Four Endangered Giant Tortoises In The Galápagos Islands Have Been Killed; Ecuadorian Authorities Are Searching For Suspects

Ecuadorian authorities are investigating the recent hunting and slaughter of four endangered Galápagos giant tortoises for their meat. The carcasses were found on Isabela, the largest island in the Galápagos archipelago.

Tragically, despite the fact that the killing of the rare tortoises has been illegal since 1933, the illicit wildlife meat trade continues. In September 2021, the remains of 15 Giant Tortoises from the same Chelonoidis guntheri subspecies were also found on the island of Isabela, reportedly also killed for their meat. Under Ecuadorian law, anyone found guilty of killing a giant tortoise faces up to three years in prison.

The Galápagos Conservancy, the only U.S.-based nonprofit organization dedicated exclusively to the protection and restoration of the Galápagos Islands and its more than 2,000 species that are found nowhere else on earth, strongly condemns the poaching and eating of Giant Tortoises as an “environmental crime.”

The Conservancy and the Galápagos National Park Directorate announced nearly one year ago that they are working together on the Giant Tortoise Restoration Initiative, a collaborative effort to restore tortoise populations to their historical distribution and numbers across the Galápagos Islands.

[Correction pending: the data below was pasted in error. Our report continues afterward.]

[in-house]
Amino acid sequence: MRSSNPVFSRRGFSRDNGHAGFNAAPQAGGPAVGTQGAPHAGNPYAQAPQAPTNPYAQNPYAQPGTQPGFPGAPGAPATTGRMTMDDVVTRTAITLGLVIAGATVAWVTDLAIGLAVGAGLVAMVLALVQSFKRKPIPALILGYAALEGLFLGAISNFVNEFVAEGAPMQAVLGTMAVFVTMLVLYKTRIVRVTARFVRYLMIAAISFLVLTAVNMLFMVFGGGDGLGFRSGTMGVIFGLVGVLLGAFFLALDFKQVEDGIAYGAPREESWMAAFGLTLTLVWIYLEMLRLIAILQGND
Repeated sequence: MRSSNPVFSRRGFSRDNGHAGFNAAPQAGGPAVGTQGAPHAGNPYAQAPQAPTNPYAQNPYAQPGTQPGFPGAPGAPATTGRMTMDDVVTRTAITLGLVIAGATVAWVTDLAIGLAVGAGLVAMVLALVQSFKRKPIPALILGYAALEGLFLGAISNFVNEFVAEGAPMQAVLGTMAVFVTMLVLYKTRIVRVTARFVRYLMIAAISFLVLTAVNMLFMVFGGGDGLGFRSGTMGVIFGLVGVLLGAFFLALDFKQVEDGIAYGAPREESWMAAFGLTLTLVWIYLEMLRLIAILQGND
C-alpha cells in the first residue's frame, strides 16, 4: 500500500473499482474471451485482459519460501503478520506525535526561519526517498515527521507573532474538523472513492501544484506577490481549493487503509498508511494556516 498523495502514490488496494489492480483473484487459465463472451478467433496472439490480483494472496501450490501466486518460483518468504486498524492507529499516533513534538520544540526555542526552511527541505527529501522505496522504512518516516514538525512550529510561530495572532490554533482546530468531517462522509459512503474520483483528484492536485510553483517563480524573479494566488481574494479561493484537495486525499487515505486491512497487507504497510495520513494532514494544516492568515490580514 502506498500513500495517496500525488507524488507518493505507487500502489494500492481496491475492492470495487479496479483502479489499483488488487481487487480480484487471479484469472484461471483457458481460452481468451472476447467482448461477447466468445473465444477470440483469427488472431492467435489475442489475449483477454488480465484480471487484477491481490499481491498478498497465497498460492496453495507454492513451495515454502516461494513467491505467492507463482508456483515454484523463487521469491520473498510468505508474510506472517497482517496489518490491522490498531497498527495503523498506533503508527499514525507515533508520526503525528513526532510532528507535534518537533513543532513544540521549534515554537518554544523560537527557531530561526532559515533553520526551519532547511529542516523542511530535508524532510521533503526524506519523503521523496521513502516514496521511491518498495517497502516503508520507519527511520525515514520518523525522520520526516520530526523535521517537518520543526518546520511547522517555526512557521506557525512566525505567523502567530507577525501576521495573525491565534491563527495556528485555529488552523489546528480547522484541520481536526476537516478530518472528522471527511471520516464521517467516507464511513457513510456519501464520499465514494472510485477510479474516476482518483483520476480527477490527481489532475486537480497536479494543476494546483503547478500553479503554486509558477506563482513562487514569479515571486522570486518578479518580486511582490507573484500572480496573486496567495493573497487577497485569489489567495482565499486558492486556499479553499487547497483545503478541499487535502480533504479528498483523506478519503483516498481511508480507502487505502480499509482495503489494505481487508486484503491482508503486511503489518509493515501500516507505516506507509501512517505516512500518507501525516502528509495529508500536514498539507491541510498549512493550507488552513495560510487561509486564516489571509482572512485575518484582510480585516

“We trust in the management of the Galápagos National Park Directorate (GNPD), an organization that, in spite of incidents like these, works diligently to safeguard the biodiversity of the islands,” the Conservancy said in a statement posted on its website. “GNPD is currently awaiting the findings of the investigation, so that if the perpetrators are identified, the full force of the law is used to ensure that this crime is not left unpunished.”

There are 14 different species of giant Galápagos tortoise that are classified as either vulnerable, endangered, critically endangered or extinct. This recent poaching incident is particularly egregious as very few individuals of this subspecies remain in the wild.

“We must safeguard Giant Tortoises and the ecosystems they depend on. The Galápagos Archipelago is of worldwide interest due to its significance in the disciplines of biology, ecology, and evolutionary studies,”concluded the Conservancy. “Through contributing to Park-led initiatives, Galápagos Conservancy affirms its commitment to carrying out ongoing efforts to protect and rebuild the populations of these iconic species that are unmatched in the world,”

Despite living for between 80 and 120 years, sadly, the Galápagos giant tortoise population has been dwindling for years. There are now only an estimated 15,000 left of the 200,000 that were believed to be in existence in the 1800s.

You can help all animals and our planet by choosing compassion on your plate and in your glass. #GoVeg

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